Harold was ordained deacon on St John the Baptist Day in 1976, for the Parish of St Nicholas, Carrickfergus, and presbyter a year later in Belfast Cathedral. During his curacy, on 2 January 1978, Harold married Liz (nee Harper) in St Canice’s Cathedral, Kilkenny. After three years in Carrick, he was persuaded to return to his old theological college to join the staff there as Director of Extension Studies and Chaplain, where he developed Theological Education by Extension in its early days from about 200 to 2000 students. The very course built up at that time, though revised many times since, has been used over many years for the training of Non–Stipendiary Students for the Church of Ireland Ministry, and units of St John’s Extension Studies continue to be used in the Foundation Course at the Church of Ireland Theological Institute for those considering ordained ministry. During this time at St John’s, there were many important experiences and opportunities for ministry, but none more important than the couple’s first two children, Kevin and Ciara (later to be joined by Laura and Niall) being born. It was also a time when he was involved in co–editing his first book on Liturgy, Anglican Worship Today.  

In 1984, Harold returned to Ireland, where he felt most of his ministry was to be. This time it was to be chaplain at Queen’s University, Belfast, for a five year period. Living just a mile or so from the city centre at this stage was an interesting experience, as the ‘Troubles’ were still around; and influencing generations of students for Christ and for ways of reconciliation was both a challenge and a privilege. It was a time of growth in congregations at the university Church of the Resurrection, and of great joy for the whole family.

Having never done the same thing twice, at last in 1989, Harold became a rector of a parish, this time in Co Cork. The parish included Blarney and was situated five miles west of Cork City. During this time he was made a canon of St Fin Barre’s Cathedral in Cork, and of Cloyne Cathedral, and later, a canon of St Patrick‘s, the National Cathedral, in Dublin. He was to stay in Cork for nearly eight years, and had actually planned to stay for much longer, as one of the churches had just been completely renovated and re–ordered, when, on 18 February 1997, he was asked to come to Down and Dromore as bishop, by the House of Bishops of the Church of Ireland. Down and Dromore is one of the two biggest dioceses of the Church of Ireland, with about 64,500 Church of Ireland people, 100 clergy and 77 parish units, and has been both a challenge and a joy since that time. During the first five years of the new millennium, he led the diocese in a programme called Think again, which focussed on the three key priorities of reconciliation, outreach and young people.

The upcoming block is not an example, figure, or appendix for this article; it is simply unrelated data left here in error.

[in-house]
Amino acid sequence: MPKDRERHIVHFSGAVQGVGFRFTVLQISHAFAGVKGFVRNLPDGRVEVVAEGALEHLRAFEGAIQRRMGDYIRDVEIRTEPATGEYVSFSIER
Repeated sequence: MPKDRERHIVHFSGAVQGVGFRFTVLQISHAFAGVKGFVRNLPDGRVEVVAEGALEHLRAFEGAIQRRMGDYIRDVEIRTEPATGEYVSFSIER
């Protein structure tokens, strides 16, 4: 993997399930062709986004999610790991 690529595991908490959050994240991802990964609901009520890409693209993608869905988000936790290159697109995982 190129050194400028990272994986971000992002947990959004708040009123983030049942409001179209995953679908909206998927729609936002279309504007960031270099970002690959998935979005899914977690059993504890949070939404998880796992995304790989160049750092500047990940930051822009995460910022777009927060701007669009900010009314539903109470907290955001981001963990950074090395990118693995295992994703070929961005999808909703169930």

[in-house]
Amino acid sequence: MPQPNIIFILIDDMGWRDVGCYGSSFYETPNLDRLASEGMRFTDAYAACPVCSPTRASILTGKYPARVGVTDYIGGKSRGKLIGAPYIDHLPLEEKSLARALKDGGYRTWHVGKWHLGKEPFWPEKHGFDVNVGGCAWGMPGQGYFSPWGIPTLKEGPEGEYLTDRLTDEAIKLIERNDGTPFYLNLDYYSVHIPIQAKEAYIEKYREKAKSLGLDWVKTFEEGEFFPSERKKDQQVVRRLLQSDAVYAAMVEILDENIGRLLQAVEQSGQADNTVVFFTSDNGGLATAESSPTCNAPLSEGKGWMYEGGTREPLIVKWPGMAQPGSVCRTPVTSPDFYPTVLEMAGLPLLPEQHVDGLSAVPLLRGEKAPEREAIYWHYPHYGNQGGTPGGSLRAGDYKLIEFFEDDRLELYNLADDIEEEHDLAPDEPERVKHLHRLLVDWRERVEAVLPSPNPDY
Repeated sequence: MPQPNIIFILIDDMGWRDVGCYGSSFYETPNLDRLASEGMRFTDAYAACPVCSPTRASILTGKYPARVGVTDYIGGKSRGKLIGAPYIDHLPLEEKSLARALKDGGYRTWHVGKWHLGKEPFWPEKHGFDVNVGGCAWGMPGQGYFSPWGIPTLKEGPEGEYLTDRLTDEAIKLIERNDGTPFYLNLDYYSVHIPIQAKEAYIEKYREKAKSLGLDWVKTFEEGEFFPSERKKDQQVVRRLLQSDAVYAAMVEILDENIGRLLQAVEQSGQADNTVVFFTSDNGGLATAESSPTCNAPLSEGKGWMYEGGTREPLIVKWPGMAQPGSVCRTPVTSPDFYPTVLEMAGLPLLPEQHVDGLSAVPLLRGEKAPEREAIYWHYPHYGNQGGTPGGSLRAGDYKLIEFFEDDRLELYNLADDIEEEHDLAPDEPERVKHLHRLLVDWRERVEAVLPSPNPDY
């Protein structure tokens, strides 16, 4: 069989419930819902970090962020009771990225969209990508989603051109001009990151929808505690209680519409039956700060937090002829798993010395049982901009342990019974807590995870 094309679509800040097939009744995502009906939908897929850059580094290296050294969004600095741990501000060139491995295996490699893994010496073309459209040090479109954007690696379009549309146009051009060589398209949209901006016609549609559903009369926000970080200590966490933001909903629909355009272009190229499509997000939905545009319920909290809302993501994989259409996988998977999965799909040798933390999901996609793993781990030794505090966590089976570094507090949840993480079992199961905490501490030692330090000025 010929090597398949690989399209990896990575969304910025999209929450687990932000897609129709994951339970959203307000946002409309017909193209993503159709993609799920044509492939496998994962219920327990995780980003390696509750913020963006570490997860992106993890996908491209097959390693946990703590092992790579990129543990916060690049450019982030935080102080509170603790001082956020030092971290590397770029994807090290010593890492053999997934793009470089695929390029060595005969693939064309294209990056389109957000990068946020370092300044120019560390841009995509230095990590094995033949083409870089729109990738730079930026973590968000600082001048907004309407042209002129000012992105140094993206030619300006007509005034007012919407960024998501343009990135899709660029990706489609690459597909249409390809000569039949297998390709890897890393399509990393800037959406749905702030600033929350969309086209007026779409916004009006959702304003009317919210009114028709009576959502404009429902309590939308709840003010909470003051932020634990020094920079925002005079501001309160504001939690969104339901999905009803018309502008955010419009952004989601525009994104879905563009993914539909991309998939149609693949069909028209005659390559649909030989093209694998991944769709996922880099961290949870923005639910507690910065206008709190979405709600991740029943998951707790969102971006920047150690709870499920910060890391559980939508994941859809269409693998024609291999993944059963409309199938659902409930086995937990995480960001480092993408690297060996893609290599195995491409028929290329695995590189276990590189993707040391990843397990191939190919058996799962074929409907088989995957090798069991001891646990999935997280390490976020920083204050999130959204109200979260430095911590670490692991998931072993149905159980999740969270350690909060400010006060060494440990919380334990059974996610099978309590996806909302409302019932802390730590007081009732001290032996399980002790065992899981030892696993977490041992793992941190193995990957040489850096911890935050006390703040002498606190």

Involvements in the Church of Ireland

  • Member of General Synod, Standing Committee and the Representative Church Body
  • Chair of the Liturgical Advisory Committee (including during the time when it produced the new Book of Common Prayer)
  • Member of the Hymnal Revision Committee which produced the 2000 Hymnal
  • Words editor of the new hymnal supplement
  • Chair of The Covenant Council from its inception until 2008
  • Member of the Commission on Episcopal Ministry and Structures
  • Member of the Council for Christian Unity and Dialogue and the Anglicanism Working Group
  • Member of group which gave the response to the Oireichtas All–Party Committee on Abortion
  • Member of group which produced the Church of Ireland Response to A Bill of Rights for Northern Ireland and also the group which produced the Church of Ireland response to Cohesion, Sharing and Integration

Involvements beyond the Church of Ireland

  • President of Summer Madness (the largest Christian Youth Festival in Ireland, with which he has been involved since its inception 25 years ago)
  • Board Member of Tearfund UK
  • Diocesan Links with Albany Diocese in New York State, Maridi Diocese in Southern Sudan, and the Diocese of Northern Argentina, all of which he has visited
  • Has attended the two Lambeth Conferences in 1998 and 2008
  • Co–chaired AMICUM (The Anglican Methodist International Commission on Unity in Mission) from 2009 to 2015
  • Has represented the Church of Ireland at eight of the meetings of The International Anglican Liturgical Commission in Italy, York, Toronto, Dublin, Germany, India, California and the Czech Republic

Publications

  • Co–editor of Anglican Worship Today Collins, 1980
  • Whose Office?– Daily Prayer for the People of God Grove, 1982
  • Finding a Personal Rule of Life Grove, 1984
  • New Ways in Worship CIEF, 1986
  • Making an Occasion of it CIP, 1994
  • The Desire of our Soul, Columba, 2004
  • Build your Church, Lord, D&D, 2005
  • The Making of the Church of Ireland Book of Common Prayer 2004: Yale Institute of Sacred Music: Colloquium: Music, worship, arts, 2006
  • Week of All Weeks, 2015
  • Editor: Thanks & Praise (Church of Ireland Hymnal Supplement) A&M, 2015

Harold’s interests include: music, travel, phillumeny and winemaking, and he does a little bit of gardening and exercise in the local gym to keep fit.

July 2015